What led to your artistic breakthroughs?
December 14, 2011 4:12 AM   Subscribe

Which changes, events, discoveries, or epiphanies led to the most dramatic improvement in your painting or drawing ability?

A year ago I started drawing and painting in my free time. I try to do it every day, though sometimes it winds up being a few days a week. My training includes art classes off and on in public school up through ninth grade and nothing in the couple of decades since. Periodically in there I've drawn or doodled, but never all that seriously. I greatly enjoy making art, but I don't have the natural gift for it that some painters have. In the year since I started making art quasi-consistently I have definitely learned a lot, but my skills have only improved modestly. Given the amount of time I have to spend on art, I'd like to be able to do it as well as I can and improve as quickly as I can. What I do now gives me pleasure, but I'm eager to level up my skills. My experience in other areas of creative endeavor suggest that long hours of thoughtful practice will help, but I'm wondering if there are shortcuts--or things that I wouldn't think to do because I didn't go to art school.

Some relevant information:

--I have a full-time job and try to write every morning for 1-2 hrs, mostly fiction. The writing has led to some interesting cross-pollination, but that's 5-15 hours/week writing.

--It seems unlikely I'll ever go to art school full-time or enroll full-time at an atelier.

--I am planning to take a six-week basic drawing class starting in January, taught by a local artist whose work I admire. Funds permitting, I hope to continue this with one or more life drawing classes and painting classes.

--My reading over the last year has included any number of books on technique, art history and theory. I regularly check out and read/study catalogs of individual shows, as well as single-artist books. Over the last several months I've had books on my shelf about Thomas Hart Benton, Lucian Freud, Edward Hopper, Norman Lindsay, Maxfield Parrish, Marion Peck, Mark Ryden, Alma-Tadema, Pre-Raphaelite painting techniques, basic composition skills, pigment history, and various "anatomy for the artist" books. I also read sundry art, artist, and illustration blogs on a daily basis. I watch documentaries about artists & art now and again (Waiting for Hockney, Art21, etc.).

--I regularly poke through WetCanvas and handprint for information on technique, ideas, etc.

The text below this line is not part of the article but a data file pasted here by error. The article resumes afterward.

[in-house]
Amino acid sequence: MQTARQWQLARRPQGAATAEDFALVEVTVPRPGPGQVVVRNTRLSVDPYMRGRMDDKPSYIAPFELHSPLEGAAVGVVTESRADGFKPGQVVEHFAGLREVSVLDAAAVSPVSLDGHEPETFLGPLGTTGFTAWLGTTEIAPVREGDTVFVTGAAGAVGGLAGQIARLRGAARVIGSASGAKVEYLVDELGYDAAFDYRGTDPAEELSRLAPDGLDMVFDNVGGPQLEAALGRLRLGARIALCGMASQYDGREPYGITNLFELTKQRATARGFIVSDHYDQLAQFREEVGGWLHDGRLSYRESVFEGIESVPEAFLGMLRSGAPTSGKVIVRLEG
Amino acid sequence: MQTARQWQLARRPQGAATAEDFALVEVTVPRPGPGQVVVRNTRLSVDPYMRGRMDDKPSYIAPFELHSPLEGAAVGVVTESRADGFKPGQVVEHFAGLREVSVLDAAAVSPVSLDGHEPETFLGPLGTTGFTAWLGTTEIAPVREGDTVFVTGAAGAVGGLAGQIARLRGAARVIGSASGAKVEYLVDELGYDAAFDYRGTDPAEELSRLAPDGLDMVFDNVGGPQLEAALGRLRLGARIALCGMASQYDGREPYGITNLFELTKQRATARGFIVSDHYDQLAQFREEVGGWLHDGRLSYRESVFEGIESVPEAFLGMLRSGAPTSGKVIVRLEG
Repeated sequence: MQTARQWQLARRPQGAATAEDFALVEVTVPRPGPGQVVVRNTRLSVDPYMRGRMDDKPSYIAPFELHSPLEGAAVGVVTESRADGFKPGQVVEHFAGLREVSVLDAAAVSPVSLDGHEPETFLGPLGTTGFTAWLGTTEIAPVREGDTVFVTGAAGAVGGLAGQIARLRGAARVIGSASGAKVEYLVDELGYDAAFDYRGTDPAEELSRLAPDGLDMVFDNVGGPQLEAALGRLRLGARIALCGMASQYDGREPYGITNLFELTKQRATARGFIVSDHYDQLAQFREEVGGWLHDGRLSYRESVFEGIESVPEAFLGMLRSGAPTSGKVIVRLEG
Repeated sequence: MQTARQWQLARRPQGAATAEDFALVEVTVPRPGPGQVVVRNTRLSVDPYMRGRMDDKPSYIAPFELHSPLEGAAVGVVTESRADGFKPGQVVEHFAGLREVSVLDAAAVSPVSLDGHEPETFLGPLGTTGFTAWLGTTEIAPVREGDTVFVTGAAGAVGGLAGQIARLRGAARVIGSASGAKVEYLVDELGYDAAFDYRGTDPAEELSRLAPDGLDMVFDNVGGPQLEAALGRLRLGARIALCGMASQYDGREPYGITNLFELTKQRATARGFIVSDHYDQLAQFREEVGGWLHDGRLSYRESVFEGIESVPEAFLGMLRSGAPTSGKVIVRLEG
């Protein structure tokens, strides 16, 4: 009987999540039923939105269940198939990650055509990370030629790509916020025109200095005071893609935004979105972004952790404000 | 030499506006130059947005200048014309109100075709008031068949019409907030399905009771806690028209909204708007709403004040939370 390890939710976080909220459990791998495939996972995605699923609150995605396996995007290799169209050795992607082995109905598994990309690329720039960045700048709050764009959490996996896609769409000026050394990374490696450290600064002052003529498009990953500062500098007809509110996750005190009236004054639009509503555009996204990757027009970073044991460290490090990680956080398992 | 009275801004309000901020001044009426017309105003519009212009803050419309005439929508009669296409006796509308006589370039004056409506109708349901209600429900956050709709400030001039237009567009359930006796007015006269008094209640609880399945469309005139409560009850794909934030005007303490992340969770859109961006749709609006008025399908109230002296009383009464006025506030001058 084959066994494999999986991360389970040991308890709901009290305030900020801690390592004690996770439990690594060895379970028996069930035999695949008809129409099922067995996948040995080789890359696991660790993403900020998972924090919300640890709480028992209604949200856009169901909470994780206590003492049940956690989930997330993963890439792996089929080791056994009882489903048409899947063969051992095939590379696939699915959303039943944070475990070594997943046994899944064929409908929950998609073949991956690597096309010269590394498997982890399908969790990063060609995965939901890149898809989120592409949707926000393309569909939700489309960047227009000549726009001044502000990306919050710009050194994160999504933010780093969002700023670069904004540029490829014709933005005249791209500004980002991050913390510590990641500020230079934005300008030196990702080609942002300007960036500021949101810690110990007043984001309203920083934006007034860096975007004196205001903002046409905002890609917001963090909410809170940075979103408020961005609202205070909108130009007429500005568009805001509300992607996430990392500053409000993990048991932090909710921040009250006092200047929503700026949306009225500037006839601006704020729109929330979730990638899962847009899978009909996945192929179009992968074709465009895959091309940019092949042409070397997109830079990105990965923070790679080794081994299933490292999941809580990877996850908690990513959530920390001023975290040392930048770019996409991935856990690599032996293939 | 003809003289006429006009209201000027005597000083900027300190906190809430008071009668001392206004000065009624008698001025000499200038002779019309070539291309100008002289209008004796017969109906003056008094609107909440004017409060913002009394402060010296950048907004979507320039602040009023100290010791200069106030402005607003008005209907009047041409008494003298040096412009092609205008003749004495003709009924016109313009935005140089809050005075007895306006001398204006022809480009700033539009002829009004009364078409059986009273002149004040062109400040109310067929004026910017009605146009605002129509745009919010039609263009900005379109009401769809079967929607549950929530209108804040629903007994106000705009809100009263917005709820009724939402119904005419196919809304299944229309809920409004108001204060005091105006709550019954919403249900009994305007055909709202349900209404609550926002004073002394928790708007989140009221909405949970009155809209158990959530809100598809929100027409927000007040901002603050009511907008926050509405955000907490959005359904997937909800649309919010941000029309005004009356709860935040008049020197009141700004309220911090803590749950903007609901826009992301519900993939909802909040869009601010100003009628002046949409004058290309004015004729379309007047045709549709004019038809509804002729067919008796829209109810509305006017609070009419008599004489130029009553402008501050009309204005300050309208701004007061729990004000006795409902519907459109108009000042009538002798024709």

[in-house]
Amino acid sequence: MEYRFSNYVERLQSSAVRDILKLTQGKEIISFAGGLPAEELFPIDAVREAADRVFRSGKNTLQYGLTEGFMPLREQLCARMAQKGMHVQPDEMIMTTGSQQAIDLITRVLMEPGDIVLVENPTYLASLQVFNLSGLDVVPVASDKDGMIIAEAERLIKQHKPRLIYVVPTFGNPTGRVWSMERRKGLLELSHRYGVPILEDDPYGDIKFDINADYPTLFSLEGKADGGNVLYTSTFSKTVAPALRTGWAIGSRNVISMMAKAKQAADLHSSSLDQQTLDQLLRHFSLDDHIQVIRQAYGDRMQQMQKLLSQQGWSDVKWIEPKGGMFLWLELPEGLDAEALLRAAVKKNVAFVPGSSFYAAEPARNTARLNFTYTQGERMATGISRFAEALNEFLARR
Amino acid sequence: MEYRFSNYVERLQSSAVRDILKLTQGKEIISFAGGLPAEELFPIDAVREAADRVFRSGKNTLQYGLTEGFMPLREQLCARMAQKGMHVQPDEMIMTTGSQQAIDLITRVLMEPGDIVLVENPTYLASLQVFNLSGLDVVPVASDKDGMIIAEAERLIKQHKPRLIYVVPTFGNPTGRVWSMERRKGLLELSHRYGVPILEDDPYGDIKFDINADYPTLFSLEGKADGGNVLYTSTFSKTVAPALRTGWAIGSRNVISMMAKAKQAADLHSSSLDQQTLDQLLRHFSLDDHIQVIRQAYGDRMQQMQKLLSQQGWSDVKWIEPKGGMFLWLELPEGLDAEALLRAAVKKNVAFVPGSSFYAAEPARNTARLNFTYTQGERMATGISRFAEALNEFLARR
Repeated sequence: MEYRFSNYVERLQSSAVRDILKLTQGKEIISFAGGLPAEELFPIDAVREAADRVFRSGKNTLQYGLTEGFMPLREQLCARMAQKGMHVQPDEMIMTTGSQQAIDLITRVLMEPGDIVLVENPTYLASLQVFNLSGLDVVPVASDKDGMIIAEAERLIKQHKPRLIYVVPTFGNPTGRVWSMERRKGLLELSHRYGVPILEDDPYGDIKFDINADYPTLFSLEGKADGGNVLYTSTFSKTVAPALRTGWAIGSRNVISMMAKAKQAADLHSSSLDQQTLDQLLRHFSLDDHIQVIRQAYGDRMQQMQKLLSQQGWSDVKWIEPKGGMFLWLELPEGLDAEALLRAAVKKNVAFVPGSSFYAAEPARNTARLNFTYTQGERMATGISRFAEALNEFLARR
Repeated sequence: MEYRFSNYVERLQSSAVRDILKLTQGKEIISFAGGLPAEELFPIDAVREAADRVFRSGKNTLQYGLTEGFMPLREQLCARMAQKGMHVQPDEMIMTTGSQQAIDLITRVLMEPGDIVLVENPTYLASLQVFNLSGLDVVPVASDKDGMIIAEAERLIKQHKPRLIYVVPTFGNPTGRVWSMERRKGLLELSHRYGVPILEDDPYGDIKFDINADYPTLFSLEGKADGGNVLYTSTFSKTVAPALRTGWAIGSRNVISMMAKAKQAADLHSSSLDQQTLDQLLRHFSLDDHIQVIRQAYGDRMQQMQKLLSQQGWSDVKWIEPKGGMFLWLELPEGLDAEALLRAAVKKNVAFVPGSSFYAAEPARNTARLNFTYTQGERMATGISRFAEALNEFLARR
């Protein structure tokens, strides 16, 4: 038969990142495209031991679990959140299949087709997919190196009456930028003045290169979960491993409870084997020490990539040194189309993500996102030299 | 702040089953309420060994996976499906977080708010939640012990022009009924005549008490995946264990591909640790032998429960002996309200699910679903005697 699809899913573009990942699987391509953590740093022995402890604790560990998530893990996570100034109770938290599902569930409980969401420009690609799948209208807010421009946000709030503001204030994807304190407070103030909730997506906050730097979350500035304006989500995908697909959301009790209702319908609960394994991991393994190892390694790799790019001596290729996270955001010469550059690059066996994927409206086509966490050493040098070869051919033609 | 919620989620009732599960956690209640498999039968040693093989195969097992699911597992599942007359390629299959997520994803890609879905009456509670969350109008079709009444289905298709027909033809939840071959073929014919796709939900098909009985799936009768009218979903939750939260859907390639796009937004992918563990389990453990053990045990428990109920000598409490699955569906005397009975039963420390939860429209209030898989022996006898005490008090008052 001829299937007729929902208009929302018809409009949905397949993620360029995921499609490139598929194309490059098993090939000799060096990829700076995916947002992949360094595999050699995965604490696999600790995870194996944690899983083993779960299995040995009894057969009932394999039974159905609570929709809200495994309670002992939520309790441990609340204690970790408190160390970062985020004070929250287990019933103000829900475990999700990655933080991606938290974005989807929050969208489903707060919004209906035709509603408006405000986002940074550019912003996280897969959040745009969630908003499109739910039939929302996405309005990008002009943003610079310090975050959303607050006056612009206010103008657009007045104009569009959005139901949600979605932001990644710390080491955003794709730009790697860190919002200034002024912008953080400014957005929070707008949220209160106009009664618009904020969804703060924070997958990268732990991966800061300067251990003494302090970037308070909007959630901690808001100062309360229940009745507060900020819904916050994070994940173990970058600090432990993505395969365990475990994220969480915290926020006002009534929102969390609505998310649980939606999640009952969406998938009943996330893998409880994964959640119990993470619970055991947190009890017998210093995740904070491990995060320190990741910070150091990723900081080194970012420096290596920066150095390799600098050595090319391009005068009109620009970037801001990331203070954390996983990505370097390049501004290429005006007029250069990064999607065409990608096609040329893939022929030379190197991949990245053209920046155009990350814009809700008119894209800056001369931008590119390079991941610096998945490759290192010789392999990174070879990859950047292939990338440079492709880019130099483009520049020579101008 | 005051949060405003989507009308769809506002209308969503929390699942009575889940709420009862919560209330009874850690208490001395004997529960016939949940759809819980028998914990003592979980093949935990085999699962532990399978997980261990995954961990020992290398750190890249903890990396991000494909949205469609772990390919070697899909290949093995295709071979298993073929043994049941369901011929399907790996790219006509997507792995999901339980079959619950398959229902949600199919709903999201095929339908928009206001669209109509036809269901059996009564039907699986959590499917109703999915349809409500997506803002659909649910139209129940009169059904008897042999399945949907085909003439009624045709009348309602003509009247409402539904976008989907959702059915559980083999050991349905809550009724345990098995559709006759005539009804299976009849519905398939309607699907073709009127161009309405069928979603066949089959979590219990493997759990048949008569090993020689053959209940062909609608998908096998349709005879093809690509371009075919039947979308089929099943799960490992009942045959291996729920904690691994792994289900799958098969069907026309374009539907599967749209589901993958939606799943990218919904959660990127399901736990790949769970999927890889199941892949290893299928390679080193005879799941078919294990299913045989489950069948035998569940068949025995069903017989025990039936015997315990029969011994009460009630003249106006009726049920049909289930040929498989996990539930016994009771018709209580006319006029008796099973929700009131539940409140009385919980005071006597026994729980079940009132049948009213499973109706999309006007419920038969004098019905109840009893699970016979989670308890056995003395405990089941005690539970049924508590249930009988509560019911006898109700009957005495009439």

--Once a month or so I go to my local art museum and sketch, mostly statuary, but also 2D work to get the composition.

--While I enjoy some abstract/non-representational art, I generally aim at figurative/representational art. I have a strong interest in the fantastic, either contemporary artists or illustrators (Brom, Michael Whelan, etc.) or historical artists who dealt with romantic/fantastic subjects (Magritte, Burne-Jones, Bosch, etc.).

--My workspace amounts to either a drawing board for drawing or a table with tabletop easel. Not much ventilation in the room with the easel, so oils are not feasible at the moment.

--I draw mostly with graphite pencils. I watercolor some, but I mostly paint with acrylics. I started with craft paint, moved to student grade acrylic, tried artist grade and realized the difference, and now I buy artist grade. My brushes are student grade.

Previously: successful lessons from art class
Previously: painting in Cairo
Previously: learn how to paint
Previously: learn to paint with oils
Previously: learn how to draw
posted by cupcakeninja to Media & Arts (9 answers total) 33 users marked this as a favorite
Life drawing is the very best thing ever. Pay attention to your own body and breath as you draw the nude in different positions. Use charcoal and take LOADS of paper with you, two bulldog clips and a board to lean on. Seriously, you will improve like you wouldn't believe. You don't even need a teacher, just a bunch of folk who'll kick in to pay for a model.
posted by honey-barbara at 4:45 AM on December 14, 2011 [3 favorites]

Get bigger! Nothing loosens up the muse for me like buying a huge canvas or two on sale and going at it with latex housepaint and a sash brush. Weather permitting, do it outside. If you decide you like what you're getting you can treat the latex as gesso and do fine details with your good paints and brushes. Should it wind up in a museum, they can deal with base flaking in seventy-five years or so.
posted by halfbuckaroo at 5:23 AM on December 14, 2011 [1 favorite]

Here's what kills the impulse to paint -- or sketch: the imagined future appreciation or, gasp, damnation of your results by persons known/unknown.